SYDNEY - Sudden rainfall and cooler temperatures Monday in southern Australia gave hope to those battling the devastating wildfires that have ravaged the country.
At least 25 people have been killed and 2,000 homes destroyed by the blazes in Australia, which have so far scorched an area twice the size of the U.S. state of Maryland.
While the rain on Monday brought some relief to communities battling the fires, a challenge remains for fire crews attempting to complete strategic burns as they prepare for higher temperatures that have been forecast for later in the week.
“With the more benign weather conditions, it presents some wonderful relief for everybody, the firefighters, the emergency services personnel, but also the communities affected by these fires,” Shane Fitzsimmons, commissioner of the New South Wales Rural Fire Service, told reporters.
“But it also presents some real challenges when it comes to implementing tactical and strategic back-burns and other techniques to try and bring these fires under control.”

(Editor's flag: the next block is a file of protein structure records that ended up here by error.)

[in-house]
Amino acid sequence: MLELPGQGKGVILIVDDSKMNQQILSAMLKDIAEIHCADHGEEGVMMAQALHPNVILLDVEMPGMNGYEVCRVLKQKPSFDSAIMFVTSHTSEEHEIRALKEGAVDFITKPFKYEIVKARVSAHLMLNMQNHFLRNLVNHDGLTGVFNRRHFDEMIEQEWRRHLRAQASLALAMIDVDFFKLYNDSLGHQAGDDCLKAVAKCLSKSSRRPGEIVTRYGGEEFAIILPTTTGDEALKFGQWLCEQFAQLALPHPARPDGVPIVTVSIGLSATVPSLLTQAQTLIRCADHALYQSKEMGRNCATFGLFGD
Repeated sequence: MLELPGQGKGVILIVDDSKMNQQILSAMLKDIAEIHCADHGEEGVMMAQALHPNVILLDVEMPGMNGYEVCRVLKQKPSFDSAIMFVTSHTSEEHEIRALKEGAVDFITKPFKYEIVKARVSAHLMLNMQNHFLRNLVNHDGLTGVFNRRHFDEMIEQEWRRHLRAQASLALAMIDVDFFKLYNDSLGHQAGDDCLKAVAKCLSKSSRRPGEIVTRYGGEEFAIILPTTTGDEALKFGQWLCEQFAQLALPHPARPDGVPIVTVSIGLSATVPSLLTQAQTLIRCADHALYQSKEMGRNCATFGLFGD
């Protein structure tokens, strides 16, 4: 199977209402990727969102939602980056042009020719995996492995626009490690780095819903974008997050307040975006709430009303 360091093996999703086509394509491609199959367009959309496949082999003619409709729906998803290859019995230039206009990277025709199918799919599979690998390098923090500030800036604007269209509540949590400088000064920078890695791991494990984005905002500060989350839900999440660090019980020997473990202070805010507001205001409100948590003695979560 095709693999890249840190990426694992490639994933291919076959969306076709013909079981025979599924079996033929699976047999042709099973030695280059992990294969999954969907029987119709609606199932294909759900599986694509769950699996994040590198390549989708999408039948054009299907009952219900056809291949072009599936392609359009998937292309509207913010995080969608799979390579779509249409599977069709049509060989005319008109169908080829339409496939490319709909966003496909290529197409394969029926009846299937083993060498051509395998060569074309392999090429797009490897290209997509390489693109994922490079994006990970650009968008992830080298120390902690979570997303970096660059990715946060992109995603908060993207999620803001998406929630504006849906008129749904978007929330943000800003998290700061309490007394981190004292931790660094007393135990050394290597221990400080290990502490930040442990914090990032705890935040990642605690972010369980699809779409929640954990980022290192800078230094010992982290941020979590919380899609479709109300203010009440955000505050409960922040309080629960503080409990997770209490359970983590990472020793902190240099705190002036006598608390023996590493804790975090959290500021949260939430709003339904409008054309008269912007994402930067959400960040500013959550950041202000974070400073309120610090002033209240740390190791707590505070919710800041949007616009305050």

Heavy rain was greeted as a sign of hope for those battling the Australia fires.
While temperatures have dropped in regions consumed by the deadly blaze, officials say the rain won’t be enough to snuff out some of the largest and most dangerously affected areas, as Australia’s wildfire season is expected to last through March.
At least 2,000 homes have been destroyed and millions of animals are feared dead as Australia battles its way through what has been the country’s hottest and driest year on record.
The Associated Press contributed to this story.